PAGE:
Trauma of 'Bloody Christmas' still fresh in minds of Turkish Cypriots

Starting on Dec. 21, 1% of Turkish Cypriot population killed, 25% displaced in less than 2 weeks of 'Black Christmas'.

Trauma of 'Bloody Christmas' still fresh in minds of Turkish Cypriots

Although nearly 60 years have passed, the trauma of the 1963 "Bloody Christmas" massacre, also called Black Christmas by Greek Cypriots, is still fresh in the minds of Turkish Cypriots.

Starting on Dec. 21, following the Greek Cypriot coup of the Cyprus government, some 1% of the Turkish Cypriot population was killed and 25% displaced by Greek Cypriot nationalist terrorist group EOKA in less than two weeks.

The horrors of the deadly, systematic attacks on Turkish Cypriots by members of the Greek Cypriot terrorist group EOKA live on in people’s memories 59 years after they led to the deaths of hundreds and displaced thousands from their ancestral homes.

It is remembered as the infamous "Bloody Christmas" massacre, also called Black Christmas, in which they killed more than 370 Turkish Cypriots and displaced 25,000-30,000 others during the 1963 Christmas season.

Turkish Cypriots deserve their own sovereign state

Speaking to Anadolu Agency on the occasion of the 59th anniversary of the deadly massacre, Kenan Yaman, chair of the British Turkish Cypriot Association (BTCA), said that for far too long, the Turkish Cypriots have not been given a voice to explain to the world what they have suffered since then.

He said that although Greek Cypriots and their supporters would like the world to believe that the Cyprus problem started around July 1974, in reality it started over 10 years earlier.

"This is an absolute total lie. If that is the case, then what was United Nations peacekeeping force doing in Cyprus in March 1964?” he asked.

“So there is proof that the Cyprus problem started in 1963, when the Greeks overthrew the partnership state formed between the Greeks and the Turkish Cypriots of the island and tried to declare ‘enosis’ (union of the island with Greece) even back then, and this was unsuccessful."

Recalling how the Greek Cypriots again tried enosis in 1974 and were unsuccessful, Yaman stressed that Turkish Cypriots are a part of the island and part of the history of Cyprus.

"The Turkish Cypriots must have a voice ... The Greek Cypriots have tried to shut us out. They have shut us out for far too long. The Turkish Cypriots deserve their own sovereign state."

The only solution that they see today, he said, is a "two-state solution for Cyprus."

Turkish Cypriots suffered quite a lot

Ersu Ekrem, who arrived in the UK from Cyprus in 1970, told Anadolu Agency that they remember those who were killed during Black Christmas and continue to work to get everybody to remember them as well.

"The trauma that was caused in 1963 by the Greeks attacking us has remained in our memories for a long time," underlined Ekrem, adding that many people were taken from their homes or on the road during that terrible time.

Saying that there were around 100,000 Turkish Cypriots living on the island, he added that he knew people who lost their relatives during those events and knows the pain those people have gone through.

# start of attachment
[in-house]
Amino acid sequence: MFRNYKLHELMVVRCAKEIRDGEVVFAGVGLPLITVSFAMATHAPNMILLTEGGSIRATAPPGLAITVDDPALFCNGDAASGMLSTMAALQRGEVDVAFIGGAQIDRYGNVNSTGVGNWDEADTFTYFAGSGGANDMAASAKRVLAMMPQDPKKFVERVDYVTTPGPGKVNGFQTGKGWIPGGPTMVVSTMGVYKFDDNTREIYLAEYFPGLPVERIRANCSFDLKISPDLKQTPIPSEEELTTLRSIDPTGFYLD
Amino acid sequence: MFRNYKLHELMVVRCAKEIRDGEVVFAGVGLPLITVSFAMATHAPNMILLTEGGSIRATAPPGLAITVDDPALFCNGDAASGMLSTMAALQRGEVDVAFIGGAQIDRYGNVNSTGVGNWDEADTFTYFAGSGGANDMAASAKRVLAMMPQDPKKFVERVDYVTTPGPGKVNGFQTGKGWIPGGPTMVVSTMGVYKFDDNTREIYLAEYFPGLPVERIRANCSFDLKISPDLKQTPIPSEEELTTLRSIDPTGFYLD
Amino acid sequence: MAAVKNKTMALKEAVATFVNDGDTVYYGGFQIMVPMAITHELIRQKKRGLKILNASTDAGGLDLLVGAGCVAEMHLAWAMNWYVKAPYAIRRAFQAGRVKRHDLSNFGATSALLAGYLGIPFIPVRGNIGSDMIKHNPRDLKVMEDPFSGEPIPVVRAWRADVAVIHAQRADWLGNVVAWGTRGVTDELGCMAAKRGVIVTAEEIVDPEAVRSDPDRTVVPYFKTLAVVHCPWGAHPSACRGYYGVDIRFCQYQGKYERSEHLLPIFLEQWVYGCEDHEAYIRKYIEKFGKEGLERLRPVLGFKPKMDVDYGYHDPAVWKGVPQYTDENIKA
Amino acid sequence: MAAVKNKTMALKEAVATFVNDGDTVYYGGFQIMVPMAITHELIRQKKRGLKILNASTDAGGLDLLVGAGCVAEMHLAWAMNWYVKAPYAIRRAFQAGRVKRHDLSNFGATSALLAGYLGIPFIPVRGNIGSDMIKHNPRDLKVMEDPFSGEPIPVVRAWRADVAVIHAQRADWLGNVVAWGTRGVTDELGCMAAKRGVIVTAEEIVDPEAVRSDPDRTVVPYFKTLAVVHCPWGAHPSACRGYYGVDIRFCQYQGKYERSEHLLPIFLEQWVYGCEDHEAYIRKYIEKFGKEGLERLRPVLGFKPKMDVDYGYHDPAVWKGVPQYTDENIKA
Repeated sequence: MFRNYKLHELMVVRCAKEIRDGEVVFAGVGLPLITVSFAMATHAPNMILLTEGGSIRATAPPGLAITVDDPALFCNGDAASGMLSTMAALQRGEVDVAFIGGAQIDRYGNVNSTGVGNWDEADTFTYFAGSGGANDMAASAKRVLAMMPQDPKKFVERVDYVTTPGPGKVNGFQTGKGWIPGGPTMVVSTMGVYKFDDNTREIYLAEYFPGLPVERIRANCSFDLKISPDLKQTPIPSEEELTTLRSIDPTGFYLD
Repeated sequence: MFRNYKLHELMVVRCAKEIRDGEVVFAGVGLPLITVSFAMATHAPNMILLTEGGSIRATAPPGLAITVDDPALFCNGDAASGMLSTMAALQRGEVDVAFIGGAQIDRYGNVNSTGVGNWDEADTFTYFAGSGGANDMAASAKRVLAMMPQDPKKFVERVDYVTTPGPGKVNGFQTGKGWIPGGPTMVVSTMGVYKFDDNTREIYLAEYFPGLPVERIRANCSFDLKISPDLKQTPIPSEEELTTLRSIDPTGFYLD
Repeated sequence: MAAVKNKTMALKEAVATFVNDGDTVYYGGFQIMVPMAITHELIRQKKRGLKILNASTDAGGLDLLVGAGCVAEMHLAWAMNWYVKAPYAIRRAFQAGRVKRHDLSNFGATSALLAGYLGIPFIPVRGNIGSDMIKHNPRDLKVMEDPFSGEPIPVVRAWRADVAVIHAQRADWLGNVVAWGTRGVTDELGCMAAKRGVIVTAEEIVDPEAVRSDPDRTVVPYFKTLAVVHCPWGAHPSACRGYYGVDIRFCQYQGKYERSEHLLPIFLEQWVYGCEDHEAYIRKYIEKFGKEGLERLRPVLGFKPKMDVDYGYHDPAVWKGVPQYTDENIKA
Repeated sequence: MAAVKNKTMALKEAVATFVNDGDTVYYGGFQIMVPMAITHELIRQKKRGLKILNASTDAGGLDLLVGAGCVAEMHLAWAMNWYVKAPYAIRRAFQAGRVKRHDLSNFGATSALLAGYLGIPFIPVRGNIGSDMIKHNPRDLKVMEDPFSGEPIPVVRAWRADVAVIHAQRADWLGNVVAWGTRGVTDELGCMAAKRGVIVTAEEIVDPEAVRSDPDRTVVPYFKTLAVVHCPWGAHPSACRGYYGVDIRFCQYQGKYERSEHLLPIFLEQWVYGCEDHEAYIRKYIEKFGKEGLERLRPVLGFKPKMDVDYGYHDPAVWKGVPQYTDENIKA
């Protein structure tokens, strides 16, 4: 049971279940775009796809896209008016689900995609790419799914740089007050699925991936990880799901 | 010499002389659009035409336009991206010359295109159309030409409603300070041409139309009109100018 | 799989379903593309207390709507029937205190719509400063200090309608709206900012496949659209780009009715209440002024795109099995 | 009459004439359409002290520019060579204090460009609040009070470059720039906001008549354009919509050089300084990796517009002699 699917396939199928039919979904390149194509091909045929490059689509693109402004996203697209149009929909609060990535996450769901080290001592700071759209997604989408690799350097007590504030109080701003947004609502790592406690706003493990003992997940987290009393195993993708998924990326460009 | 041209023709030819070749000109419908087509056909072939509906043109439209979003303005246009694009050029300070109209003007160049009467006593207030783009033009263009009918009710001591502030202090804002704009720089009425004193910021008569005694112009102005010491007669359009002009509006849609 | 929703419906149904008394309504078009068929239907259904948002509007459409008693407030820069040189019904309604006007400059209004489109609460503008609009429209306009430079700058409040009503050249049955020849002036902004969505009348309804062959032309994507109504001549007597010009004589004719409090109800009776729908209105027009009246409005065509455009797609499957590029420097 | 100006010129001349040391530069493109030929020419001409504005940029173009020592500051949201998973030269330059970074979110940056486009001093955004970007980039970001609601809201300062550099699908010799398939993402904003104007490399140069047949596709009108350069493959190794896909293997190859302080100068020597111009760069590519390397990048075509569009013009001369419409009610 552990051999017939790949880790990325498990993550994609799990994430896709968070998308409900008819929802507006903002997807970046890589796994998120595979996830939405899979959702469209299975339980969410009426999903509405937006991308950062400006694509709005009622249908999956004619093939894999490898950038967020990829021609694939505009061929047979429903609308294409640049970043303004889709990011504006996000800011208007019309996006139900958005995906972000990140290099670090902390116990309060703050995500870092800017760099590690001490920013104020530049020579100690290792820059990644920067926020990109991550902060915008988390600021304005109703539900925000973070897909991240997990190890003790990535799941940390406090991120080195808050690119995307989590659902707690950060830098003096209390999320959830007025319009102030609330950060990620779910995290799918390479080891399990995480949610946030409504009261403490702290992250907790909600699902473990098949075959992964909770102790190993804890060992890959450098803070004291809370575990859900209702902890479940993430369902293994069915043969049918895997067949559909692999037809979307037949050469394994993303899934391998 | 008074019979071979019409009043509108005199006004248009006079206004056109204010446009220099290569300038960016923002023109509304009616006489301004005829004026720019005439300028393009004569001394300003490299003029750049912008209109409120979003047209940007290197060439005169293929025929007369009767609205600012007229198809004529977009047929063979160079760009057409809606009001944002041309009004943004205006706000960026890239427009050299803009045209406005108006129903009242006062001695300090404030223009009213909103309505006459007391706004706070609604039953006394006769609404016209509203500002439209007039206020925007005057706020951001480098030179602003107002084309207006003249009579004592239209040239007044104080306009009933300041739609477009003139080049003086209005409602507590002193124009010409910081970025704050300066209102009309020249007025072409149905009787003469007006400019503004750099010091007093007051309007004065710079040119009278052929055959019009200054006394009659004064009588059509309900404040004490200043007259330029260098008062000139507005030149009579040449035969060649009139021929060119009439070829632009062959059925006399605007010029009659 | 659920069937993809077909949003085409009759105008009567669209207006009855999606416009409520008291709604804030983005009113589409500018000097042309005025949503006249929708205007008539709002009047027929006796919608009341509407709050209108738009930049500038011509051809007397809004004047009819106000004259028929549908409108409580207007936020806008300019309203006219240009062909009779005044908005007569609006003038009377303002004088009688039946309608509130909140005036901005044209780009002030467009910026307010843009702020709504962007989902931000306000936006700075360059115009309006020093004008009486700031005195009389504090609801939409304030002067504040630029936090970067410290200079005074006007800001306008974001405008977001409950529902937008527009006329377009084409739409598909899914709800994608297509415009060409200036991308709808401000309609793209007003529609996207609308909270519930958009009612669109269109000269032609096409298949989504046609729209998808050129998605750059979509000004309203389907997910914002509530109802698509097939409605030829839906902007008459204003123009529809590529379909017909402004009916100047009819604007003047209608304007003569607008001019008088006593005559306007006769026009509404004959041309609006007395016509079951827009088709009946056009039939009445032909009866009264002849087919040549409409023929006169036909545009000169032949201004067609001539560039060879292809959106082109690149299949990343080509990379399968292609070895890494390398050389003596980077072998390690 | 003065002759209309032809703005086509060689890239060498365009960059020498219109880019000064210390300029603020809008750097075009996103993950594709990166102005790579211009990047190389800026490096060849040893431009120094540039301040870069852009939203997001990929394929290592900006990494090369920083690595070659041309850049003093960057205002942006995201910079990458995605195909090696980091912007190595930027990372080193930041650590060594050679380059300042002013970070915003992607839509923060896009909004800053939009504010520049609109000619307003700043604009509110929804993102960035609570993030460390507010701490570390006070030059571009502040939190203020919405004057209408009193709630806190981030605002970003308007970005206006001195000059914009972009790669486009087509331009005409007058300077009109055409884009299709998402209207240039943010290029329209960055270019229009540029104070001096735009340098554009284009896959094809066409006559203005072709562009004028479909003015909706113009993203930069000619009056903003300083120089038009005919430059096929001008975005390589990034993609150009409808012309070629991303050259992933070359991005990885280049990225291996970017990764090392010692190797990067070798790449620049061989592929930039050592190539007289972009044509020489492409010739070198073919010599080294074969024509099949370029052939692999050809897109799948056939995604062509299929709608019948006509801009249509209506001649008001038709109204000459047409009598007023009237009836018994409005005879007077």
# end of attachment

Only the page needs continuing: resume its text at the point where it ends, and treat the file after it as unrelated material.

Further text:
"As we were young boys growing up together ... So the memory is fresh in their minds. And they obviously suffered quite a lot. And we Turkish Cypriots in general suffered quite a lot," said Ekrem, who is a former chair of the British Turkish Cypriot Association.

On the dimensions of the massacre, he pointed out that although the casualties – 133 deaths in a 10-day period – may look relatively small, “it's about 0.05% of the Turkish Cypriot population of the time, which equates to around 90,000 English persons being killed in a 10-day period, and over 13,000 of them being taken from hospitals when they were inpatients."

Even taking inpatients from hospitals is “a great sadness" as "it's a war crime," said Ekrem.

He added that no one was found guilty or prosecuted for the massacre, and there was not even an inquiry by the Greek Cypriot police, which took over the whole government of the Cyprus, usurping Turkish Cypriots' power.

"We find that after 60 years, although we’re not at fault, we haven’t done anything to actually deserve this," underlined Ekrem, adding that Turkish Cypriots still face embargoes, which is "very unjust."

The events leading up to the Bloody Christmas started in 1955 with the foundation of EOKA, led by Georgios Grivas, a veteran soldier as well as a staunch opponent of Turks.

Active in Cyprus, then ruled by the UK, EOKA targeted not only British soldiers and civil servants but also Turkish and Greek Cypriots who opposed its extremist ideology and its goal of union with Greece.

Decades-long dispute

Cyprus has been mired in a decades-long dispute between Greek Cypriots and Turkish Cypriots despite a series of diplomatic efforts by the UN to achieve a comprehensive settlement.

Ethnic attacks starting in the early 1960s forced Turkish Cypriots to withdraw into enclaves for their safety.

In 1974, a Greek Cypriot coup aiming at Greece’s annexation of the island led to Türkiye’s military intervention as a guarantor power to protect Turkish Cypriots from persecution and violence. As a result, the Turkish Republic of Northern Cyprus was founded in 1983.

It has seen an on-and-off peace process in recent years, including a failed 2017 initiative in Switzerland under the auspices of guarantor countries Türkiye, Greece, and the UK.

The Greek Cypriot administration was admitted to the EU in 2004, the same year when Greek Cypriots thwarted a UN plan to end the longstanding dispute.